Dr. Bill Johnson and Dr. Sally Poston, both members of the local club, shared the project’s progress during Thursday’s wekly meeting.
Five local Rotarians, three being from the Bradley Sunrise club, recently embarked on a trip with a group of others to see how their clean water mission in Honduras had been going.
In the early part of 2013, the club partnered with Broad Street United Methodist Church and a Nashville-based organization called The Living Water Project to provide clean water to people in El Negrito, Honduras.
It is a project that remains important today because of what not having clean water means for a person’s health, the Rotarians explained.
“Five thousand people under the age of five die every day from water-related diseases,” Poston said.
Citing a magazine article about how some economists had evaluated the cost effectiveness of different humanitarian efforts, she said providing clean water could have the biggest positive impact on a community for a nominal price.
The local Rotary club has partially funded a water filtration system in El Negrito that uses a sand filter to get rid of impurities.
Water can be taken to one central location to be filtered. The system is overseen by a water committee that makes decisions about how everything is done. Half of the filtered water can be sold to help offset the cost of maintaining the system, but half must be given away for free.
Johnson said people being able to get clean water has helped with efforts to improve people’s overall health.
While on the trip, the Rotarians also worked with volunteers doing medical and dental missions work. While there were more than 100 patients in need of dental care, one of the biggest problems that people had was with parasites.
Some people had developed worms and would arrive at the doctor with bags of their own excrement to show doctors what problems they were having.
Johnson said many of the patients had problems after drinking unclean water and living in unsanitary conditions.
He said one challenge has been educating people about the need to get clean water. People had gotten used to drinking dirty water.
The Rotarians said the organizations working to help that Honduran community had also begun working to make sure that children have all the resources — like uniforms — they need to go to school through a child sponsorship program.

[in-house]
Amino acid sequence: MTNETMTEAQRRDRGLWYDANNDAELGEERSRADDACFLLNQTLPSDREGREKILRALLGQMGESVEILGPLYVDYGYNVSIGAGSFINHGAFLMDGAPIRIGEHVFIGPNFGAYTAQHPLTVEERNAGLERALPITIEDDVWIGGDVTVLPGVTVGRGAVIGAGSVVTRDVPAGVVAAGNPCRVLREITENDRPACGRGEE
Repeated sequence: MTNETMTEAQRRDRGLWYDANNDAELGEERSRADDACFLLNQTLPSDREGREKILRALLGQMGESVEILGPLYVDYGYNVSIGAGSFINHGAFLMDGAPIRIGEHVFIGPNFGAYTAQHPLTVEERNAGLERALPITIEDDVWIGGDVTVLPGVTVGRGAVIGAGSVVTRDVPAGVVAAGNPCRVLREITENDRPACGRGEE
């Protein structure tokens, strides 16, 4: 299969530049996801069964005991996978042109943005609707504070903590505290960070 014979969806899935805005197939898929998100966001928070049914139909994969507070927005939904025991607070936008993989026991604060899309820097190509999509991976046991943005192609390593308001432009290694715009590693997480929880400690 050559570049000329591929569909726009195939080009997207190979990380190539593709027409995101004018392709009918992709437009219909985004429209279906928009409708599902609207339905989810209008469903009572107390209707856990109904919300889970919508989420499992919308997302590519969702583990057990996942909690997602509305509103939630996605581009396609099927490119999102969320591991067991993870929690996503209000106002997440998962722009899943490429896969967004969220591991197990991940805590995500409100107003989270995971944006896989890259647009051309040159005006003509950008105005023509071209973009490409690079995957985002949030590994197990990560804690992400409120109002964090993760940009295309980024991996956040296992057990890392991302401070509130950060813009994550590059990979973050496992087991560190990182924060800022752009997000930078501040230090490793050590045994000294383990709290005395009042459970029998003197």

Once children are in school, more efforts are being made to teach children about the importance of seeking out clean water even if it is not immediately available to them.
“The government of Honduras does not provide free water, but it does provide free schools,” Poston said.
The water filtration system, which costs about $250 a month to maintain, has been a location for people to buy water or receive it for free if they meet certain criteria. It has also provided free filtered water to places like the school and a nearby nutrition center for malnourished children.
All the efforts combined have given some hope to the people in Honduras, and some of the children are beginning to see the importance of helping those around them.
Johnson said he met a girl who said she wanted to grow up to be a minister or a social service worker so she could help people in her community.
“It changes the world one person at a time,” he said.
Club President Andy Anderson stressed to the club members in attendance that being able to help projects like this one is why the club tries to raise money through its annual fundraising gala.
The next gala is scheduled for June 14 and will feature guest speaker Steve Spurrier, the head coach of the University of South Carolina’s football team.
During the meeting, the Bradley Sunrise Rotarians also showed their support for the Run Now Relay.
Twenty-six runners had been on a journey from Cleveland to Boston to show support for victims of last year’s Boston Marathon bombing, and members of both Cleveland-based Rotary clubs were among them.
Club members filmed a video to share their well-wishes, and the club decided to make a donation to the runners’ cause.
Ron Sellers, a founding member of the Bradley Sunrise club, also honored a non-member for her work with him at a local State Farm insurance office.
He had been named a Paul Harris Fellow for donating money to the club’s efforts, and he chose to make Reba Garrison an honorary fellow instead of keeping the title to himself.